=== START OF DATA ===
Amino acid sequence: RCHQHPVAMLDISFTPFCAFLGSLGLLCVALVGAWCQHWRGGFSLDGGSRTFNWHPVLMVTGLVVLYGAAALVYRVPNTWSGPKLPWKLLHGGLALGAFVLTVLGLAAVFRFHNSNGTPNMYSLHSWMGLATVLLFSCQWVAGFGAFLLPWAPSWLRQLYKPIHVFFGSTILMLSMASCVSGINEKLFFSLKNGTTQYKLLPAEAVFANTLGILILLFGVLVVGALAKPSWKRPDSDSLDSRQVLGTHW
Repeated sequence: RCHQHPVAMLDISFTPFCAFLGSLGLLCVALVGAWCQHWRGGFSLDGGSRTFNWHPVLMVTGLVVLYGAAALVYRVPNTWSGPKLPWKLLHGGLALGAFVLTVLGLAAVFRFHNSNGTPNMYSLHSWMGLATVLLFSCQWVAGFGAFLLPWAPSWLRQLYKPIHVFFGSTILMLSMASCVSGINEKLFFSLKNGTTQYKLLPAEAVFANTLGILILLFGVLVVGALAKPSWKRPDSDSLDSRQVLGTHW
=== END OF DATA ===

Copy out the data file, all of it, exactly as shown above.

Amino acid sequence: RCHQHPVAMLDISFTPFCAFLGSLGLLCVALVGAWCQHWRGGFSLDGGSRTFNWHPVLMVTGLVVLYGAAALVYRVPNTWSGPKLPWKLLHGGLALGAFVLTVLGLAAVFRFHNSNGTPNMYSLHSWMGLATVLLFSCQWVAGFGAFLLPWAPSWLRQLYKPIHVFFGSTILMLSMASCVSGINEKLFFSLKNGTTQYKLLPAEAVFANTLGILILLFGVLVVGALAKPSWKRPDSDSLDSRQVLGTHW
Repeated sequence: RCHQHPVAMLDISFTPFCAFLGSLGLLCVALVGAWCQHWRGGFSLDGGSRTFNWHPVLMVTGLVVLYGAAALVYRVPNTWSGPKLPWKLLHGGLALGAFVLTVLGLAAVFRFHNSNGTPNMYSLHSWMGLATVLLFSCQWVAGFGAFLLPWAPSWLRQLYKPIHVFFGSTILMLSMASCVSGINEKLFFSLKNGTTQYKLLPAEAVFANTLGILILLFGVLVVGALAKPSWKRPDSDSLDSRQVLGTHW